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Oct. 12 North Complex Fire: Focus now on suppression repair

The fire is now 94 percent contained, with suppression repair becoming the focus.

Crews continue to mop up and patrol areas south of Bucks Lake, as well as the penstocks at Bucks Creek Powerhouse. They are monitoring the 70 corridor and the McGee Ridge areas. Last night air operations flew infrared imagery (IR) over the fire and some areas of heat were observed in the fire’s interior and will be monitored.

Suppression repair is the major focus now, including erosion control and recovery of water hoses, pumps and water storage containers. Erosion control involves surface stabilization of exposed soils and berm repair. Crews knock down berms created by bulldozers during fire suppression, smoothing them out and then add drainage to direct water runoff during rain events.

Miles of fire hose are being hauled and taken back to the Incident Command Post where the California Conservation Crews sort through these mountains of hose and refurbish them back into compact rounds. The fire hose will be returned to the forest and regional caches in Redding and San Bernardino to be used for future fire incidents.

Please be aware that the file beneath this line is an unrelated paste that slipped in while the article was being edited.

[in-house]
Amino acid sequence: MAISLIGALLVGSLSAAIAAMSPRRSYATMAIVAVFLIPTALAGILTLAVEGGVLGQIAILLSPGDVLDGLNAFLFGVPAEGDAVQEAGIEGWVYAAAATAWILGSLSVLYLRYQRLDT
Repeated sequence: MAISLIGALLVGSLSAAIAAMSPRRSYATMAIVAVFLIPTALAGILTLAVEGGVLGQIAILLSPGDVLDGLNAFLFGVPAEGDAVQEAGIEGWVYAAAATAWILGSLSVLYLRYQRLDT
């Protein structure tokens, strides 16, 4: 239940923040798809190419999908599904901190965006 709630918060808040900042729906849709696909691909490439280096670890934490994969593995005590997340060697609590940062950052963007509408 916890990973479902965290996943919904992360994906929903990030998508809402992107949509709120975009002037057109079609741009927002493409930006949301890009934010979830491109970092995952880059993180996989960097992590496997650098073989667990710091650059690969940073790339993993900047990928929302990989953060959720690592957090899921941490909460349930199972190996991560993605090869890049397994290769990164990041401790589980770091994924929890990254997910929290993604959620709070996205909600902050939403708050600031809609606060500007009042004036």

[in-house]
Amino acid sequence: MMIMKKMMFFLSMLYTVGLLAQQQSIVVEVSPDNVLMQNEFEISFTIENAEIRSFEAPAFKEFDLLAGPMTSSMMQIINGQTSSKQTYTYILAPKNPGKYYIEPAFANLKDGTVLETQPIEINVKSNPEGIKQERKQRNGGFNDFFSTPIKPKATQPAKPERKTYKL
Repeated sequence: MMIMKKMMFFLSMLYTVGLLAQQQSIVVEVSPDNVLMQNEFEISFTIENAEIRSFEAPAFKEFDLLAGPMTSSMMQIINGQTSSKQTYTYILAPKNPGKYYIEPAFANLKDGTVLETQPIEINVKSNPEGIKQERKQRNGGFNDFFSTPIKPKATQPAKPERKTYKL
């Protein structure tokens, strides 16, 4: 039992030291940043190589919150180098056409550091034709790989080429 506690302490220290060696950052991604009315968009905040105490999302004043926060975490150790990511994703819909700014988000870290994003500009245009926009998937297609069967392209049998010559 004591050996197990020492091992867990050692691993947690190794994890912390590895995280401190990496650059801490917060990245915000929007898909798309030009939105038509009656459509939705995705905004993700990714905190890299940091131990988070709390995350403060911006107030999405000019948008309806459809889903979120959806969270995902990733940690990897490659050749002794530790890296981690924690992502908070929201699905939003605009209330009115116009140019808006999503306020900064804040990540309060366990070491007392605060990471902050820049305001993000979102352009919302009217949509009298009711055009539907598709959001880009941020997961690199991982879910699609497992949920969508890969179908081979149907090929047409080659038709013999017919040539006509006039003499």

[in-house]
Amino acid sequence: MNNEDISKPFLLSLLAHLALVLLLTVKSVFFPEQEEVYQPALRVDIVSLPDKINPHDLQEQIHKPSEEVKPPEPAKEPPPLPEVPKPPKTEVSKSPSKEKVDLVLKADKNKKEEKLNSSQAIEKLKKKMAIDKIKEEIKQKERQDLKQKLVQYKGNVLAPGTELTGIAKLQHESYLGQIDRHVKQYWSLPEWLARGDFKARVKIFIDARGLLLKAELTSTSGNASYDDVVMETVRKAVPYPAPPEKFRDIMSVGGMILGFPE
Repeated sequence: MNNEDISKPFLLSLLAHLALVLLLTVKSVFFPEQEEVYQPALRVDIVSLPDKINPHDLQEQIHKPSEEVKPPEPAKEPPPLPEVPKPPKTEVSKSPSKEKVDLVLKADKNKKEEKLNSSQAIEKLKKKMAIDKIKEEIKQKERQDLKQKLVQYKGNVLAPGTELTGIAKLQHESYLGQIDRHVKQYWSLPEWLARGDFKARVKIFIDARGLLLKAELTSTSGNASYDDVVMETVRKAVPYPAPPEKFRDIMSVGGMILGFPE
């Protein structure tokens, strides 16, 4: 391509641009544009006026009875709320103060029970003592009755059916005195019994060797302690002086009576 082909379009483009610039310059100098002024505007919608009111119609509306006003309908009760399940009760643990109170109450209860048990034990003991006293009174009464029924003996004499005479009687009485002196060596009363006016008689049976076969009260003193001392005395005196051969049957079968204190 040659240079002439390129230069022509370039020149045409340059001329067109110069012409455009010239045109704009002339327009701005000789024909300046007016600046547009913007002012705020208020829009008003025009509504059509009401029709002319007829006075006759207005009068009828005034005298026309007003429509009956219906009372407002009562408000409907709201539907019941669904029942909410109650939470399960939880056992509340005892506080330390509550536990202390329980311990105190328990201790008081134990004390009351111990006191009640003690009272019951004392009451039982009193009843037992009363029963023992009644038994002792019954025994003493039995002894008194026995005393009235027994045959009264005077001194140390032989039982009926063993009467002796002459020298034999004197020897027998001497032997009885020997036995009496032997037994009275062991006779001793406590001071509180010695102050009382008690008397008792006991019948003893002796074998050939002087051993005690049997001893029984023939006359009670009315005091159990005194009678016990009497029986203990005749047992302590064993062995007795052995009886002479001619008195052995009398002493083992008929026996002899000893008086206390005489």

Forest closures remain in effect and hazardous conditions still exist. The public is asked to stay out of forest closure areas, as interference with fire suppression could delay firefighting efforts. Law enforcement will be patrolling the area.

As residents return home following the lifting of evacuation orders, please use caution as fire personnel are still working in the area. Drive carefully and watch for fire equipment. Watch your speed and also be aware of logging trucks around La Porte Road.

Operational briefings will be reduced to every other day. The video posted to the Plumas National Forest Facebook will be at 7 p.m. daily.  The cooperator meetings (Mon-Wed-Fri at 10 a.m.) will be available to watch via Zoom (https://usfs.zoomgov.com/j/1602646317).

The North Complex began with the Claremont, Bear and Sheep fires. The latter broke out on the Plumas National Forest, but quickly pushed into Lassen County forcing evacuations around Susanville and destroying several homes. (It was broken off from the North Complex and handled separately).

The Claremont Fire broke out Aug. 17 as the result of a lightning strike. It forced evacuations and threatened the communities of East Quincy, La Porte Road, the Highway 70 corridor, Spring Garden, Greenhorn, Cromberg and Sloat during the past weeks. Only one outbuilding has been lost during the fire.

The Bear Fire also broke out Aug. 17 following a lightning strike. Initially it was left to burn because it wasn’t immediately a threat to people or property; it was in steep, rugged terrain; and resources were scarce due to the fires burning across the state. So though it held at 50 acres for a while, it grew to over 12,000 acres and threatened the communities of Bucks Lake, Haskins Valley, Tollgate and Meadow Valley. For full evacuation lists go to:

This story will be updated as more information becomes available.




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